Workers always hate to wear any kind of personal protection equipment, or PPE and safety glasses are no different.
With changes in technology workers are not as resistant as in the past! The end result is a safer workplace.
In 1970, the Occupational Safety and Health Act stated the following to “assure safe and healthy working conditions for working men and women”.
The US government agency OSHA, is responsible for enforcement and determining the safety regulations required for all U.S. businesses. Everything from safety protective glasses, hardhats, steel-toed boots, protective clothing, harnesses and more is part of the PPE regulations.
The PPE requirements vary in degree and dependent on type of the industry.
Mandatory Personal Protective Equipment
OSHA requires workers to use the required or mandatory PPE for any job which may pose a threat to a person’s health. Employers are responsible in assessing the work environment for any health threat potential and take the necessary actions to reduce the work hazard.
If a hazard exist, employers must educate the employee and provide the personal protective equipment.
Education goes beyond identifying the hazard but educating personnel about the possible dangers and also providing proper education on the use of the PPE equipment.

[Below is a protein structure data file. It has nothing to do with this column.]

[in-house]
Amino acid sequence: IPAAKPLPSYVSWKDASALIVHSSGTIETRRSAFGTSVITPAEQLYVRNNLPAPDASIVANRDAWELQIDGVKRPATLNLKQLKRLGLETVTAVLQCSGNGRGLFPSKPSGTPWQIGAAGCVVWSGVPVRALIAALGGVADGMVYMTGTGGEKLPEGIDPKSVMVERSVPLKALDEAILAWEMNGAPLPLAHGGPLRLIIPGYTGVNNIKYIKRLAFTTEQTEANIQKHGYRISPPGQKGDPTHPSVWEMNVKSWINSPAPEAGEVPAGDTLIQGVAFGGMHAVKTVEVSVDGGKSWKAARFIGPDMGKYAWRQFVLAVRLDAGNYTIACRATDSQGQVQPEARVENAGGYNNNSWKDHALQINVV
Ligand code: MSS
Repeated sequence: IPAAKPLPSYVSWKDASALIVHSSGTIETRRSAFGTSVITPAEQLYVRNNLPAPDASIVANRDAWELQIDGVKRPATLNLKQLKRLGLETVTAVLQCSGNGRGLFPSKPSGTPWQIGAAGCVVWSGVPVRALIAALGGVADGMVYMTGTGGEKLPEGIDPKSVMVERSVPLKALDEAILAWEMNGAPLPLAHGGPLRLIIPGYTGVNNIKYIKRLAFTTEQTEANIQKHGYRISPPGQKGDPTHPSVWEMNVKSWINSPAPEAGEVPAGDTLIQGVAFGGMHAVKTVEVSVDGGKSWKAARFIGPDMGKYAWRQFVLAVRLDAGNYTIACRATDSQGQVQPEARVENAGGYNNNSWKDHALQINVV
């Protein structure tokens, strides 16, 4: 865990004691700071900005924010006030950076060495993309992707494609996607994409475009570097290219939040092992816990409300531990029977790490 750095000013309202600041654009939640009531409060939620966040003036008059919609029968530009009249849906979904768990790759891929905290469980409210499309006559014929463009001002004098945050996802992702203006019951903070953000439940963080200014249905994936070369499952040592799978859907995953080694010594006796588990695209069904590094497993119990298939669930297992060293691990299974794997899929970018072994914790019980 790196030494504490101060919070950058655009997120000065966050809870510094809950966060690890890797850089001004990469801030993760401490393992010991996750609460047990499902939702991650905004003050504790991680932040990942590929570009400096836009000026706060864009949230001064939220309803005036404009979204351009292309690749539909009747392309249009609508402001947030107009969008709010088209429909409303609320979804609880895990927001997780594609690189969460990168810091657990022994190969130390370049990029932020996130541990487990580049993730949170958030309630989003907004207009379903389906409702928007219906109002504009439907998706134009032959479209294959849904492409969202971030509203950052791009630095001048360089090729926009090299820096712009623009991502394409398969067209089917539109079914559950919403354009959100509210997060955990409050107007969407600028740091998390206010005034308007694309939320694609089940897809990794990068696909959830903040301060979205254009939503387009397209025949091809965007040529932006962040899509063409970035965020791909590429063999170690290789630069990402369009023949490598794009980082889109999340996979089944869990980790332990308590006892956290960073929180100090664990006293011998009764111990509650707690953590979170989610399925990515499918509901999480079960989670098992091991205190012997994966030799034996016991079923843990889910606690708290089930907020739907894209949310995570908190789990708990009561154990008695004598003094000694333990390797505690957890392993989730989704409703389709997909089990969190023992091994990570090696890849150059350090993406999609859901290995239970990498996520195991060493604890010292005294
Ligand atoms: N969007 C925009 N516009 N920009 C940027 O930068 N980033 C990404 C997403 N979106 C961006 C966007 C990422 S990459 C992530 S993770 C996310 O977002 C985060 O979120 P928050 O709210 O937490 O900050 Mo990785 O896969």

For example safety glasses, standards approved by OSHA, must be worn in any circumstance where workers will or might be exposed to flying debris, often in the form of sparks, dust or splashes. This is especially true when loading or mixing spray tanks.
Watch the video below where safety glasses are shot with a pellet gun. Imagine a rock flying out of your lawn mower toward your eyes.
Today’s safety glasses no longer look like the old shop glasses of the 1950’s and 60’s. Todays safety eyewear look much like eyewear you would wear everyday and can be a prescription safety glasses and safety bifocals, trifocals and progressive focus lenses as standard.
The lens have also changed dramatically! Now high tech polycarbonate lenses are more impact resistant and lighter, however there is a reduction in the optical clarity.
Trivex is a new material offering excellent optical clarity and more impact resistant than polycarbonate lenses. Expense is currently the issue with Trivex keeping availability lower.
All these new safety eyewear models and materials can be coated a variety of tints, both cosmetic and functional.
Goggles except for in extreme requirements of industries find little use in agriculture.
They fog easily and do not provide great optical clarity not to mention the discomfort in wearing them.
What do you look for in selecting OSHA approved safety eyewear? Any safety glasses meeting or exceeding OSHA standards will carry a stamp saying “Z-87” on the lens or temple piece.
Advances in chemistry continue to push safety glasses to style boundaries while protecting users from almost any hazard and make them virtually indistinguishable from trendy and expensive brand name sunglasses.